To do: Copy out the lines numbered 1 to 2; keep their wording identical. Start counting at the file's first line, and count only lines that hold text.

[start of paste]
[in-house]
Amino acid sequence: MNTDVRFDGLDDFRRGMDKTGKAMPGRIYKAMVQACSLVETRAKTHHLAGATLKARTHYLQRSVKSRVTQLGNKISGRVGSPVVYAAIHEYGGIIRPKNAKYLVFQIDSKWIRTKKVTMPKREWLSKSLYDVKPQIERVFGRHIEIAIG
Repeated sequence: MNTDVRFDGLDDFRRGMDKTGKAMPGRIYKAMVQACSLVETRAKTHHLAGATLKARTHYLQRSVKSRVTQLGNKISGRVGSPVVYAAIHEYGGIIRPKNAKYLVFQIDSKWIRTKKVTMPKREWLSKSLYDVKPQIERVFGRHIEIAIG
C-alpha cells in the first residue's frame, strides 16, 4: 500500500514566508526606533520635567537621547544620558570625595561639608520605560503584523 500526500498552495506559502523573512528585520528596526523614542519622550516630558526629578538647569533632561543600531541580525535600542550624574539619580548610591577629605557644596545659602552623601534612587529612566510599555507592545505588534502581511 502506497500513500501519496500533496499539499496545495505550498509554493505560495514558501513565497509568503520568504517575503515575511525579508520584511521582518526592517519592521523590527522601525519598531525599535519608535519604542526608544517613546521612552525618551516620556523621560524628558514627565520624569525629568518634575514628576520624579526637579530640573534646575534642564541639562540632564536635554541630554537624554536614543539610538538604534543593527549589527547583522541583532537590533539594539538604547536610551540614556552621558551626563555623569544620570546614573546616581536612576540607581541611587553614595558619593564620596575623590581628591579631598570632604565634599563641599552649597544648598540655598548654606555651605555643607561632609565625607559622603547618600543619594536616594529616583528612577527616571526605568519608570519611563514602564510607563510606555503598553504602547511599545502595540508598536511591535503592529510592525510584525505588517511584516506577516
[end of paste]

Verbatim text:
[in-house]
Amino acid sequence: MNTDVRFDGLDDFRRGMDKTGKAMPGRIYKAMVQACSLVETRAKTHHLAGATLKARTHYLQRSVKSRVTQLGNKISGRVGSPVVYAAIHEYGGIIRPKNAKYLVFQIDSKWIRTKKVTMPKREWLSKSLYDVKPQIERVFGRHIEIAIG